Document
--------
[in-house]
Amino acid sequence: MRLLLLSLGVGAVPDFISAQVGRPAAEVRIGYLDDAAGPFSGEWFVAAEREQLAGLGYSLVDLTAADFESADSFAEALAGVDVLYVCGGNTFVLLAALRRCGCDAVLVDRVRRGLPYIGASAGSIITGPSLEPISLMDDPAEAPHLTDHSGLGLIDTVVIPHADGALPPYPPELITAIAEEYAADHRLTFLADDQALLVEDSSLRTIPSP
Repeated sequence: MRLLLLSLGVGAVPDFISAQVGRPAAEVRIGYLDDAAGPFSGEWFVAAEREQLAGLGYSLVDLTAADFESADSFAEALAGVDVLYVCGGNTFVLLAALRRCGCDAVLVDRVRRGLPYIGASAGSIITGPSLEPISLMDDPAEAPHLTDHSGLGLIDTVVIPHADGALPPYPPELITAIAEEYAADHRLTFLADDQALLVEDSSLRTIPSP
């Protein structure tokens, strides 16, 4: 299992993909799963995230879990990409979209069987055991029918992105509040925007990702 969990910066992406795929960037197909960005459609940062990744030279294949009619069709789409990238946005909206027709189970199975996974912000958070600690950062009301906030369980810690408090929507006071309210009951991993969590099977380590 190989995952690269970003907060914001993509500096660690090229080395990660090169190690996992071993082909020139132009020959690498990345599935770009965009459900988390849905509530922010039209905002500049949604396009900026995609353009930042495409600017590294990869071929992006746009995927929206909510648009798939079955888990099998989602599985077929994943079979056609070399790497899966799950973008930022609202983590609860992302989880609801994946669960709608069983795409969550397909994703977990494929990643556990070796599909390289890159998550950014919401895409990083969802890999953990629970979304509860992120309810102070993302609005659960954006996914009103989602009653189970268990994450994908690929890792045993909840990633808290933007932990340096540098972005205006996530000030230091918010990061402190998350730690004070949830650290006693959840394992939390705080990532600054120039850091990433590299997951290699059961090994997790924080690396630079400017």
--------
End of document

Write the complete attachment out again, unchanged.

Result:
[in-house]
Amino acid sequence: MRLLLLSLGVGAVPDFISAQVGRPAAEVRIGYLDDAAGPFSGEWFVAAEREQLAGLGYSLVDLTAADFESADSFAEALAGVDVLYVCGGNTFVLLAALRRCGCDAVLVDRVRRGLPYIGASAGSIITGPSLEPISLMDDPAEAPHLTDHSGLGLIDTVVIPHADGALPPYPPELITAIAEEYAADHRLTFLADDQALLVEDSSLRTIPSP
Repeated sequence: MRLLLLSLGVGAVPDFISAQVGRPAAEVRIGYLDDAAGPFSGEWFVAAEREQLAGLGYSLVDLTAADFESADSFAEALAGVDVLYVCGGNTFVLLAALRRCGCDAVLVDRVRRGLPYIGASAGSIITGPSLEPISLMDDPAEAPHLTDHSGLGLIDTVVIPHADGALPPYPPELITAIAEEYAADHRLTFLADDQALLVEDSSLRTIPSP
């Protein structure tokens, strides 16, 4: 299992993909799963995230879990990409979209069987055991029918992105509040925007990702 969990910066992406795929960037197909960005459609940062990744030279294949009619069709789409990238946005909206027709189970199975996974912000958070600690950062009301906030369980810690408090929507006071309210009951991993969590099977380590 190989995952690269970003907060914001993509500096660690090229080395990660090169190690996992071993082909020139132009020959690498990345599935770009965009459900988390849905509530922010039209905002500049949604396009900026995609353009930042495409600017590294990869071929992006746009995927929206909510648009798939079955888990099998989602599985077929994943079979056609070399790497899966799950973008930022609202983590609860992302989880609801994946669960709608069983795409969550397909994703977990494929990643556990070796599909390289890159998550950014919401895409990083969802890999953990629970979304509860992120309810102070993302609005659960954006996914009103989602009653189970268990994450994908690929890792045993909840990633808290933007932990340096540098972005205006996530000030230091918010990061402190998350730690004070949830650290006693959840394992939390705080990532600054120039850091990433590299997951290699059961090994997790924080690396630079400017």